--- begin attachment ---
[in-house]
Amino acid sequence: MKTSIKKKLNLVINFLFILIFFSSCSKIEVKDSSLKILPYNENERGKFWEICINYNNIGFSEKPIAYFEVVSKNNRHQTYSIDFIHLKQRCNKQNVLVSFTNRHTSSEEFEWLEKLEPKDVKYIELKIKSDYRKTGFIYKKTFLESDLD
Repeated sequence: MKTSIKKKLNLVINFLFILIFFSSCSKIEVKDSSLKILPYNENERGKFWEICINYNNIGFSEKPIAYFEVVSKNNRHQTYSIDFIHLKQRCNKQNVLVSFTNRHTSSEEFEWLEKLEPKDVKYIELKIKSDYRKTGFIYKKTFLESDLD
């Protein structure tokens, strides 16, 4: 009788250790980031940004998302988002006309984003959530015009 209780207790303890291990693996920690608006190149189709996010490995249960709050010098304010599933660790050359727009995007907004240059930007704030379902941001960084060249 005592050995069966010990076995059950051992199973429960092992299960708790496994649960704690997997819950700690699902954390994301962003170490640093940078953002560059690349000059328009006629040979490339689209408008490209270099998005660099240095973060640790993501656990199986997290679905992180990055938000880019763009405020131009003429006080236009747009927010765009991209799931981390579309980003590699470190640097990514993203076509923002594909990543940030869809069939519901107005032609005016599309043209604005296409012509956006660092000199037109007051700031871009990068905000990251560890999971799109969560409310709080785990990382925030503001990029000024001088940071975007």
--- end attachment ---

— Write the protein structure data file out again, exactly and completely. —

[in-house]
Amino acid sequence: MKTSIKKKLNLVINFLFILIFFSSCSKIEVKDSSLKILPYNENERGKFWEICINYNNIGFSEKPIAYFEVVSKNNRHQTYSIDFIHLKQRCNKQNVLVSFTNRHTSSEEFEWLEKLEPKDVKYIELKIKSDYRKTGFIYKKTFLESDLD
Repeated sequence: MKTSIKKKLNLVINFLFILIFFSSCSKIEVKDSSLKILPYNENERGKFWEICINYNNIGFSEKPIAYFEVVSKNNRHQTYSIDFIHLKQRCNKQNVLVSFTNRHTSSEEFEWLEKLEPKDVKYIELKIKSDYRKTGFIYKKTFLESDLD
């Protein structure tokens, strides 16, 4: 009788250790980031940004998302988002006309984003959530015009 209780207790303890291990693996920690608006190149189709996010490995249960709050010098304010599933660790050359727009995007907004240059930007704030379902941001960084060249 005592050995069966010990076995059950051992199973429960092992299960708790496994649960704690997997819950700690699902954390994301962003170490640093940078953002560059690349000059328009006629040979490339689209408008490209270099998005660099240095973060640790993501656990199986997290679905992180990055938000880019763009405020131009003429006080236009747009927010765009991209799931981390579309980003590699470190640097990514993203076509923002594909990543940030869809069939519901107005032609005016599309043209604005296409012509956006660092000199037109007051700031871009990068905000990251560890999971799109969560409310709080785990990382925030503001990029000024001088940071975007």